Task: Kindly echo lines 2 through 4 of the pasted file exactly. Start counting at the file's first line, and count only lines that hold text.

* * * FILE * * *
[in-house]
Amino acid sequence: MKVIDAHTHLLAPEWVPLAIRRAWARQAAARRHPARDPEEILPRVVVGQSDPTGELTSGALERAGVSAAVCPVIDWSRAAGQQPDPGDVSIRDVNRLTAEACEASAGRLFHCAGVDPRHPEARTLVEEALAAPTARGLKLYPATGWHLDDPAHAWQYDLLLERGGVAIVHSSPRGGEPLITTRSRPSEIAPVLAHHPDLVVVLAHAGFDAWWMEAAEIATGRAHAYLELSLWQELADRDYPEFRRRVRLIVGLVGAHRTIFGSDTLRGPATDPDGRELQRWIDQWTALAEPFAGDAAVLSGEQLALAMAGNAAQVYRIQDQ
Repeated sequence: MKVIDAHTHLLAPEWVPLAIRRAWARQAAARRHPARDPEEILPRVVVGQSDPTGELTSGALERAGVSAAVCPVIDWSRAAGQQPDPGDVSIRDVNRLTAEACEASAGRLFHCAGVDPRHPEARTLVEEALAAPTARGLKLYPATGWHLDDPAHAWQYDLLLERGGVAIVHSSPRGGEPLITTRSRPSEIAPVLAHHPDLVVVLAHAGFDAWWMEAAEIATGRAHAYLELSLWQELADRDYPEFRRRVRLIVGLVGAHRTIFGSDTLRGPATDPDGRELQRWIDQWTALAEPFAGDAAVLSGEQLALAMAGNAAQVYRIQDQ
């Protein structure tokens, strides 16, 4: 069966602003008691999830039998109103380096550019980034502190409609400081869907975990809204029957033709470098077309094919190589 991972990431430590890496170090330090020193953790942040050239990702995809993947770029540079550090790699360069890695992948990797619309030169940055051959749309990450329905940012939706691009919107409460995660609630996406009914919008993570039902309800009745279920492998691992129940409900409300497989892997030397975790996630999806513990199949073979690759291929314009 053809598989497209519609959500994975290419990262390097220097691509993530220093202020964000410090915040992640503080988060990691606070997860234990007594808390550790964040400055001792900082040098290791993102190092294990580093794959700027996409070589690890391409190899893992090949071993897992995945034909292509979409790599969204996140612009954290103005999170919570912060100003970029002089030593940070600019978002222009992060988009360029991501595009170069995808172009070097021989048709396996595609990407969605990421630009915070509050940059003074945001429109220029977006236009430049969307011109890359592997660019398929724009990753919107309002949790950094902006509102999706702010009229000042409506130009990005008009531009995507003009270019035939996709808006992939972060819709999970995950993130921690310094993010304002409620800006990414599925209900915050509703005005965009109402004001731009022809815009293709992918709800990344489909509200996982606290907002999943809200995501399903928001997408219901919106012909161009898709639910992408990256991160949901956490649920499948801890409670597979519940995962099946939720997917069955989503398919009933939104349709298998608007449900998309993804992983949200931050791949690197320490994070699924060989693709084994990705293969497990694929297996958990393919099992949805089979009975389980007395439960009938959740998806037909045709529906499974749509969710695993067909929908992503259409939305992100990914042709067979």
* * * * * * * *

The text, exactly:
Amino acid sequence: MKVIDAHTHLLAPEWVPLAIRRAWARQAAARRHPARDPEEILPRVVVGQSDPTGELTSGALERAGVSAAVCPVIDWSRAAGQQPDPGDVSIRDVNRLTAEACEASAGRLFHCAGVDPRHPEARTLVEEALAAPTARGLKLYPATGWHLDDPAHAWQYDLLLERGGVAIVHSSPRGGEPLITTRSRPSEIAPVLAHHPDLVVVLAHAGFDAWWMEAAEIATGRAHAYLELSLWQELADRDYPEFRRRVRLIVGLVGAHRTIFGSDTLRGPATDPDGRELQRWIDQWTALAEPFAGDAAVLSGEQLALAMAGNAAQVYRIQDQ
Repeated sequence: MKVIDAHTHLLAPEWVPLAIRRAWARQAAARRHPARDPEEILPRVVVGQSDPTGELTSGALERAGVSAAVCPVIDWSRAAGQQPDPGDVSIRDVNRLTAEACEASAGRLFHCAGVDPRHPEARTLVEEALAAPTARGLKLYPATGWHLDDPAHAWQYDLLLERGGVAIVHSSPRGGEPLITTRSRPSEIAPVLAHHPDLVVVLAHAGFDAWWMEAAEIATGRAHAYLELSLWQELADRDYPEFRRRVRLIVGLVGAHRTIFGSDTLRGPATDPDGRELQRWIDQWTALAEPFAGDAAVLSGEQLALAMAGNAAQVYRIQDQ
């Protein structure tokens, strides 16, 4: 069966602003008691999830039998109103380096550019980034502190409609400081869907975990809204029957033709470098077309094919190589 991972990431430590890496170090330090020193953790942040050239990702995809993947770029540079550090790699360069890695992948990797619309030169940055051959749309990450329905940012939706691009919107409460995660609630996406009914919008993570039902309800009745279920492998691992129940409900409300497989892997030397975790996630999806513990199949073979690759291929314009 053809598989497209519609959500994975290419990262390097220097691509993530220093202020964000410090915040992640503080988060990691606070997860234990007594808390550790964040400055001792900082040098290791993102190092294990580093794959700027996409070589690890391409190899893992090949071993897992995945034909292509979409790599969204996140612009954290103005999170919570912060100003970029002089030593940070600019978002222009992060988009360029991501595009170069995808172009070097021989048709396996595609990407969605990421630009915070509050940059003074945001429109220029977006236009430049969307011109890359592997660019398929724009990753919107309002949790950094902006509102999706702010009229000042409506130009990005008009531009995507003009270019035939996709808006992939972060819709999970995950993130921690310094993010304002409620800006990414599925209900915050509703005005965009109402004001731009022809815009293709992918709800990344489909509200996982606290907002999943809200995501399903928001997408219901919106012909161009898709639910992408990256991160949901956490649920499948801890409670597979519940995962099946939720997917069955989503398919009933939104349709298998608007449900998309993804992983949200931050791949690197320490994070699924060989693709084994990705293969497990694929297996958990393919099992949805089979009975389980007395439960009938959740998806037909045709529906499974749509969710695993067909929908992503259409939305992100990914042709067979």